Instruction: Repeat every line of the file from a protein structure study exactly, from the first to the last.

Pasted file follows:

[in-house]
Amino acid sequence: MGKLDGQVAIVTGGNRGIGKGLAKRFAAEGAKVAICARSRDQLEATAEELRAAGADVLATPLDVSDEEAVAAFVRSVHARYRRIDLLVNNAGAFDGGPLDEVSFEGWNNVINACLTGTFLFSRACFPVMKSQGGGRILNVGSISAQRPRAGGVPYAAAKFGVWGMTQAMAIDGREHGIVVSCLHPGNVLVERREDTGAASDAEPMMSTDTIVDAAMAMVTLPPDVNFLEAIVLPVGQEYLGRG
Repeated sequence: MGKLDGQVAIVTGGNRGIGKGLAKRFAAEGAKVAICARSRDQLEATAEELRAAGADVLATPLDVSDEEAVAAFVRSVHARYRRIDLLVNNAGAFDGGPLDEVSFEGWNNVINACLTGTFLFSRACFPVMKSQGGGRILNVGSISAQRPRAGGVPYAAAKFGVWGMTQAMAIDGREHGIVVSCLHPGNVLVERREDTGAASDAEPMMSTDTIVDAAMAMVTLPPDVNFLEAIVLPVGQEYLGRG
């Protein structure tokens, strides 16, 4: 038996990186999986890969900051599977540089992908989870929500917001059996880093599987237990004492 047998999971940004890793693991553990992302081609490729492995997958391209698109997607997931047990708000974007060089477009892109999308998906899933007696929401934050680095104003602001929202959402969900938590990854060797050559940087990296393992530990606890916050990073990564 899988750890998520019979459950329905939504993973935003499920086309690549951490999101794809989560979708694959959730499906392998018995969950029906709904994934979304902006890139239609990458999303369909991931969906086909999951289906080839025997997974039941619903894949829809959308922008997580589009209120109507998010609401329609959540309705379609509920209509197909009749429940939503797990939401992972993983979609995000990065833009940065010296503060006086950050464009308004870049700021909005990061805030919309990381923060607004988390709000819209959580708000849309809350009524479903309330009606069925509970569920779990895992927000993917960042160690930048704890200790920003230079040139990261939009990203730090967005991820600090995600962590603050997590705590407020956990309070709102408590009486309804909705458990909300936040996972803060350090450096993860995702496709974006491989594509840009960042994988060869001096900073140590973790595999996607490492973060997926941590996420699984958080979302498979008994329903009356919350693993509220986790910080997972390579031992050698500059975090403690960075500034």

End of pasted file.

[in-house]
Amino acid sequence: MGKLDGQVAIVTGGNRGIGKGLAKRFAAEGAKVAICARSRDQLEATAEELRAAGADVLATPLDVSDEEAVAAFVRSVHARYRRIDLLVNNAGAFDGGPLDEVSFEGWNNVINACLTGTFLFSRACFPVMKSQGGGRILNVGSISAQRPRAGGVPYAAAKFGVWGMTQAMAIDGREHGIVVSCLHPGNVLVERREDTGAASDAEPMMSTDTIVDAAMAMVTLPPDVNFLEAIVLPVGQEYLGRG
Repeated sequence: MGKLDGQVAIVTGGNRGIGKGLAKRFAAEGAKVAICARSRDQLEATAEELRAAGADVLATPLDVSDEEAVAAFVRSVHARYRRIDLLVNNAGAFDGGPLDEVSFEGWNNVINACLTGTFLFSRACFPVMKSQGGGRILNVGSISAQRPRAGGVPYAAAKFGVWGMTQAMAIDGREHGIVVSCLHPGNVLVERREDTGAASDAEPMMSTDTIVDAAMAMVTLPPDVNFLEAIVLPVGQEYLGRG
């Protein structure tokens, strides 16, 4: 038996990186999986890969900051599977540089992908989870929500917001059996880093599987237990004492 047998999971940004890793693991553990992302081609490729492995997958391209698109997607997931047990708000974007060089477009892109999308998906899933007696929401934050680095104003602001929202959402969900938590990854060797050559940087990296393992530990606890916050990073990564 899988750890998520019979459950329905939504993973935003499920086309690549951490999101794809989560979708694959959730499906392998018995969950029906709904994934979304902006890139239609990458999303369909991931969906086909999951289906080839025997997974039941619903894949829809959308922008997580589009209120109507998010609401329609959540309705379609509920209509197909009749429940939503797990939401992972993983979609995000990065833009940065010296503060006086950050464009308004870049700021909005990061805030919309990381923060607004988390709000819209959580708000849309809350009524479903309330009606069925509970569920779990895992927000993917960042160690930048704890200790920003230079040139990261939009990203730090967005991820600090995600962590603050997590705590407020956990309070709102408590009486309804909705458990909300936040996972803060350090450096993860995702496709974006491989594509840009960042994988060869001096900073140590973790595999996607490492973060997926941590996420699984958080979302498979008994329903009356919350693993509220986790910080997972390579031992050698500059975090403690960075500034």